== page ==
B. Jeffrey Madoff is the author of the new book Creative Careers: Making a Living with Your Ideas. He is the founder and CEO of Madoff Productions, a film production company, and is also a director, photographer, and professor. He's based in New York City.
Q: You've taught a class on creative careers for many years--what led you to write this book?
A: I kept getting told, "You should write a book about your class." I liked the idea of it, but didn't know how to make that happen.
It was serendipitous; I happened to meet people who introduced me to other people who could help me put together a proposal, meet an agent and pitch to a publisher.
Once I understood what the necessary steps were, I went for it. I was fortunate to meet good people who were willing to educate me as to the process and believed in the value of the book. Then the possibility of writing and selling a book became a real project with tangible action for me to take.
The irony is, that is very much what the book is about. Whether I was designing clothes, making films or writing a play, the protocol was the same.
Writing and selling a book was demystified and became, like everything else, a process. In this case, a process with a good outcome. The book was sold, which is why you are reading this.
Q: You write, "In trying to sell this book, many publishers asked why a businessperson would buy a book about creativity, or they wondered why a creative person would want a book about business. They totally missed the point." What do you see as the connections between business and creativity?
A: The essence of creativity is making something happen that brings about a change. That could be a painting, a song, a new business. It could be a new way of doing something, building something, selling something, interpreting something.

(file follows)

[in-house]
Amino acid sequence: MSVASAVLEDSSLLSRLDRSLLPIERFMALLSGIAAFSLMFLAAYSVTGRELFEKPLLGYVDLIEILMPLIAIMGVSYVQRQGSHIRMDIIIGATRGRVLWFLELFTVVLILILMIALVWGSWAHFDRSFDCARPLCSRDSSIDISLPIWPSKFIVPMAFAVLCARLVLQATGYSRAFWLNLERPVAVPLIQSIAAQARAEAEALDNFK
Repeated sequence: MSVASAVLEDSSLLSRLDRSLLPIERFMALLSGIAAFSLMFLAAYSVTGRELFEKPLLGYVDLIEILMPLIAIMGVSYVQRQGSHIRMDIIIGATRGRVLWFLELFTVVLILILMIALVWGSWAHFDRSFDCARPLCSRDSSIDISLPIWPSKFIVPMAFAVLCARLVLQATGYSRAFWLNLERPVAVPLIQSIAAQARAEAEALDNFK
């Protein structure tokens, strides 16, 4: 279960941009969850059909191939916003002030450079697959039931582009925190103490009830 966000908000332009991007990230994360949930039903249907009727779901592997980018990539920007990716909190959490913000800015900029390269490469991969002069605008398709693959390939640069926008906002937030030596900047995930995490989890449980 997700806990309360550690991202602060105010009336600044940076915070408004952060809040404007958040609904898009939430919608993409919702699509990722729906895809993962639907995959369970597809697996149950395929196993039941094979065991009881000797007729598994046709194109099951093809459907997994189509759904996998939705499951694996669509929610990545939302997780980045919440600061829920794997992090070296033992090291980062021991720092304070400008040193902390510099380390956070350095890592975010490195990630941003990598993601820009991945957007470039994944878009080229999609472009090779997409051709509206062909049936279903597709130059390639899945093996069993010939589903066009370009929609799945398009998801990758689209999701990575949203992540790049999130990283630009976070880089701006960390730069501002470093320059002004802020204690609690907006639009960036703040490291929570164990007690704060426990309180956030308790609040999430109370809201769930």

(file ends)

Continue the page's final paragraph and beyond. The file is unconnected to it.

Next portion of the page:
There is a tendency to put up walls between different disciplines and not realize there are many more similarities than differences in terms of what it takes to make a living off what you do.
That means there are lots of lost opportunities for both businesses and creatives to collaborate and innovate. Da Vinci drew the first helicopter over 400 years before it was invented. What if he worked with someone who could have built it?
Artists were not and for the most part, still aren't looked at for practical knowledge. Art is art. Business is business.
In the real world, art is a business, unless it's a hobby. Apple never originated a product, but through art and design, coupled with great marketing, advertising and brand building, they built one of the largest businesses in the world.
We see the connection between art and business every day, but most people aren't paying attention.
Q: You include reflections from a variety of people interspersed throughout the book. How did you choose the people to include?
A: I find good people through other good people, such as my guests. I go to events. I also read a lot, see someone on TV or online that interests me and will reach out with an email.
I know they are doing something interesting because I check them out before asking them to do my class by looking them up and becoming familiar with what they do. I schedule a phone call or coffee to see how they come across and if they seem like a good fit for the class.
I'm totally agnostic other than the person has to have something of value to say and a passion for communicating their ideas. I don't care what field they are in, everything relates.
Chris Voss, the former FBI hostage negotiator, might seem like a stretch for a class full of creatives, until you realize his insight into how you negotiate with people will help foster a great creative collaboration.
A neuroscientist such as Moran Cerf will cast light on how people make decisions whether to buy or not and share insights into how to foster creative thinking.
Q: What do you hope readers take away from the book?
A: I hope the readers will think about things differently by being exposed to ideas maybe they haven't thought about before.
Connect the dots you didn't think connected before. Realize the importance of context. Recognize opportunities. Take a chance. Don't be afraid to fail. Quiet the inner critic. Find your voice. Invest in yourself and your self-worth.
Q: What are you working on now?
A: I wrote and am producing a play about Rock and Roll Hall of Fame legend Lloyd Price. His life unfolded at the crossroads of the birth of rock and roll, the youth and civil rights movement. It's a powerful story with great music and dance.
We go into rehearsal in April of ‘21 and will be in performance at People's Light Theater from mid-May to mid-June of ‘21. I am having a great time collaborating with award-winning talent and telling a story about an unsung hero.
Q: Anything else we should know?
A: Thank you for your questions. My book, Creative Careers: Making a Living with Your Ideas, is available in print and e-book.
--Interview with Deborah Kalb